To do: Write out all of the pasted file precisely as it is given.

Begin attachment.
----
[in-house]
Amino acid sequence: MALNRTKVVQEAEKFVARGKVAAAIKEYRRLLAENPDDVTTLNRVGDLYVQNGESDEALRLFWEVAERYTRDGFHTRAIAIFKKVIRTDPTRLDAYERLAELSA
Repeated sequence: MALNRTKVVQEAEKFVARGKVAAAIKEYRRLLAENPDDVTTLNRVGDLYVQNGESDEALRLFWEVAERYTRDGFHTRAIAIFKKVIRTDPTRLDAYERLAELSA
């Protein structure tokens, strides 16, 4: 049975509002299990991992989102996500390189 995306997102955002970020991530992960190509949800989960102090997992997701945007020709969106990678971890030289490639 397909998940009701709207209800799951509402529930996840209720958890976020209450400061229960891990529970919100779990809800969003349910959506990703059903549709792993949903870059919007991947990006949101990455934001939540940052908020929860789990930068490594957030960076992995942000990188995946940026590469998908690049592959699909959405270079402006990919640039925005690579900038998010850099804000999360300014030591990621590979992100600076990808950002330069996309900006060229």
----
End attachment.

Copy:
[in-house]
Amino acid sequence: MALNRTKVVQEAEKFVARGKVAAAIKEYRRLLAENPDDVTTLNRVGDLYVQNGESDEALRLFWEVAERYTRDGFHTRAIAIFKKVIRTDPTRLDAYERLAELSA
Repeated sequence: MALNRTKVVQEAEKFVARGKVAAAIKEYRRLLAENPDDVTTLNRVGDLYVQNGESDEALRLFWEVAERYTRDGFHTRAIAIFKKVIRTDPTRLDAYERLAELSA
């Protein structure tokens, strides 16, 4: 049975509002299990991992989102996500390189 995306997102955002970020991530992960190509949800989960102090997992997701945007020709969106990678971890030289490639 397909998940009701709207209800799951509402529930996840209720958890976020209450400061229960891990529970919100779990809800969003349910959506990703059903549709792993949903870059919007991947990006949101990455934001939540940052908020929860789990930068490594957030960076992995942000990188995946940026590469998908690049592959699909959405270079402006990919640039925005690579900038998010850099804000999360300014030591990621590979992100600076990808950002330069996309900006060229």